The latest employment numbers continue to show significant improvement in the economy. Granted, the recent numbers have been a jumbled mess due to Easter and the Census. But if you look below the misleading headlines and campaign speeches, you will find significant improvement.
It looks like the private sector produced 123,000 jobs in March and 60% of all reporting industries indicated job growth. I think it is now safe to say the economy is growing again and the recession did indeed end in July or August of last year. We have turned a corner and the immediate future is looking better.
Granted, the picture is not completely rosy. Those unemployed less than 26 weeks are likely to get recalled to work. However, those unemployed for more than 26 weeks due to a plant closure will probably remain unemployed for a significant amount of time.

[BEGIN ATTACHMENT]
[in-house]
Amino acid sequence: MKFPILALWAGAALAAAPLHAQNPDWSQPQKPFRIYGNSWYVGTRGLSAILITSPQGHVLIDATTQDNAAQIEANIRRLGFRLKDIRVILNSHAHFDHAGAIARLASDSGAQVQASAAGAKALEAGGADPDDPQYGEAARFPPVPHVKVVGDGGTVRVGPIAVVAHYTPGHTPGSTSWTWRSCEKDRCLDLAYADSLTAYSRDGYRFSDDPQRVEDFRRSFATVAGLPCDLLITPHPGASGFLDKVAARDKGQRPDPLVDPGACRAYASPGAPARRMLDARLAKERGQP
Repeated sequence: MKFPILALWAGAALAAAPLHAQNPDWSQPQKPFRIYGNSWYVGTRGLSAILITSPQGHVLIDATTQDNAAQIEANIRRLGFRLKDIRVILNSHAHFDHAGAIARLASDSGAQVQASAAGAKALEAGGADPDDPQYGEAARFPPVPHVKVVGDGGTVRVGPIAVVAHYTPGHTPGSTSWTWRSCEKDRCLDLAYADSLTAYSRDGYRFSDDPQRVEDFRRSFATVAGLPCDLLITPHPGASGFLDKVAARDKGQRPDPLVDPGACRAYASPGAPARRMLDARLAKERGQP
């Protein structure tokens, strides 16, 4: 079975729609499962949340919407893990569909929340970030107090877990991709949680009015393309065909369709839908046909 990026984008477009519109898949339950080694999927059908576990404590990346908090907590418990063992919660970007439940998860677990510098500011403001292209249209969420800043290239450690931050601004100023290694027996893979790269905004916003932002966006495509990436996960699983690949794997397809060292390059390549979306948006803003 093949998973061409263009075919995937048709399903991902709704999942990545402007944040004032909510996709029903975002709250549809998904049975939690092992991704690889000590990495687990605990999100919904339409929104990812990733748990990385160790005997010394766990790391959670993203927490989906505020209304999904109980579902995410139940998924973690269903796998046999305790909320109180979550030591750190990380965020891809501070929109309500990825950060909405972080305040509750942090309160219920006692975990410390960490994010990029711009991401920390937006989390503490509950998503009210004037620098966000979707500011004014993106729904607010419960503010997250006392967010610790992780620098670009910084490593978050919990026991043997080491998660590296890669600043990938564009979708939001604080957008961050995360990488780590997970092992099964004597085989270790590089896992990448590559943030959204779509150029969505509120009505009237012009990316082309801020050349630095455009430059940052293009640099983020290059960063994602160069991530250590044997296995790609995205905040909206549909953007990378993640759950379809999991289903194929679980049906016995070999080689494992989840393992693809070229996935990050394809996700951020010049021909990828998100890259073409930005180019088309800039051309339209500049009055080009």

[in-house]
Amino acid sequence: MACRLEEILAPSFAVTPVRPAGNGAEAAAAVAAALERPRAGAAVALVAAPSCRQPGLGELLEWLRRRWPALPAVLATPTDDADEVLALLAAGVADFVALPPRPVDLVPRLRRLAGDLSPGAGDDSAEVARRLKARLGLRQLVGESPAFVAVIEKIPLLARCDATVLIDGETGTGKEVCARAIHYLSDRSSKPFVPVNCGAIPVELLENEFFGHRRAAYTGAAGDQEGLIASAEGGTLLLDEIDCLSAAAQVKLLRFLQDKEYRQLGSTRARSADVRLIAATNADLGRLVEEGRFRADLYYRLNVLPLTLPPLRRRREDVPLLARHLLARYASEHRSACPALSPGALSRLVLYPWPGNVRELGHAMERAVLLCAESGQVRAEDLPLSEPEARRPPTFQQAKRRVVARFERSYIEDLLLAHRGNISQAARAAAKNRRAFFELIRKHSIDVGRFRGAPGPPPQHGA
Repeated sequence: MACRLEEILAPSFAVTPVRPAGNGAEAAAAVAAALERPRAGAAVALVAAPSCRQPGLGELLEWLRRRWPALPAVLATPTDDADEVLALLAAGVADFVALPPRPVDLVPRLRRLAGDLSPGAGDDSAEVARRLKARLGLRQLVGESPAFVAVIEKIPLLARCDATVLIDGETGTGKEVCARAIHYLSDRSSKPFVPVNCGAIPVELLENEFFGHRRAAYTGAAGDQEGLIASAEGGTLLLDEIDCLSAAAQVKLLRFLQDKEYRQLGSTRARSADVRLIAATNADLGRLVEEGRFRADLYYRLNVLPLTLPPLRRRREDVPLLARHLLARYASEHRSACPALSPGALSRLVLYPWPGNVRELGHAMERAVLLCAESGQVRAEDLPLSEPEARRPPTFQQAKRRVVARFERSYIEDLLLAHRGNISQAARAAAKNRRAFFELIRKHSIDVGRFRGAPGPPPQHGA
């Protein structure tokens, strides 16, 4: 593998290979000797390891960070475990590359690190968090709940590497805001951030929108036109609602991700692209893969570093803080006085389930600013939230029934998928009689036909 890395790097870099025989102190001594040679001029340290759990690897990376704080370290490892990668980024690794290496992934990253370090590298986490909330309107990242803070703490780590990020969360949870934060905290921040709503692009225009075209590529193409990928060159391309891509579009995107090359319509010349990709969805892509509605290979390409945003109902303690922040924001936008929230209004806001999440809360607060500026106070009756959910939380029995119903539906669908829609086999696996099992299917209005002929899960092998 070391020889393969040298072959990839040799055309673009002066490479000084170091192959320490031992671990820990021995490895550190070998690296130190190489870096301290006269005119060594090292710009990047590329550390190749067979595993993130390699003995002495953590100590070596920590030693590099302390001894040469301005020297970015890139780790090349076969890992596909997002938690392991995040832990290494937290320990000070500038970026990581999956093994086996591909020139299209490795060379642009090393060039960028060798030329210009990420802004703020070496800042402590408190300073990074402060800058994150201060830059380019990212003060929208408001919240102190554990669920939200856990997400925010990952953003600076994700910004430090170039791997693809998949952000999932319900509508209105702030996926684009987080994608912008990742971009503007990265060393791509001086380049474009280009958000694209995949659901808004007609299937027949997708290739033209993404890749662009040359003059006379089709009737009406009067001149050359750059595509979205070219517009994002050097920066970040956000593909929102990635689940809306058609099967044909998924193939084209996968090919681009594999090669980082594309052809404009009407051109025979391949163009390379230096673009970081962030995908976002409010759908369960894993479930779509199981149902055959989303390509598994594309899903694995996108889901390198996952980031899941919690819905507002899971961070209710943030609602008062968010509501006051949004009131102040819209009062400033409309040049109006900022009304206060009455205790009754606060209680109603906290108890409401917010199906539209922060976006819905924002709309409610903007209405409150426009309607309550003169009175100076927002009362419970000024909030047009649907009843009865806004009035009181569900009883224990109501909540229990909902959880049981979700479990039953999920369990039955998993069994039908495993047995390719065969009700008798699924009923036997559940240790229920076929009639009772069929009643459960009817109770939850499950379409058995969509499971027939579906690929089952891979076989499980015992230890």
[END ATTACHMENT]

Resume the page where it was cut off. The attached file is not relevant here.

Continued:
Moderate GDP growth of 2 to 3 % for 2010 and 2011 is definitely on tap.
One thing to watch out for is the impact of a growing economy on the fall elections. Republicans have partially enjoyed relative strength on most generic polls due to the problems in the economy. As the economy begins to expand, democratic candidates in communities with less structural unemployment (i.e. areas without significant plant closures) will be able to point to the improvement in the economy and make the case that their policies are working.
A key to successfully interpreting research is to realize that polling and market research is a snapshot of today, not tomorrow. When assessing the results of any project, you have to include other inputs and information (such as economic data) to really understand what is happening and most importantly what you will face tomorrow or in November.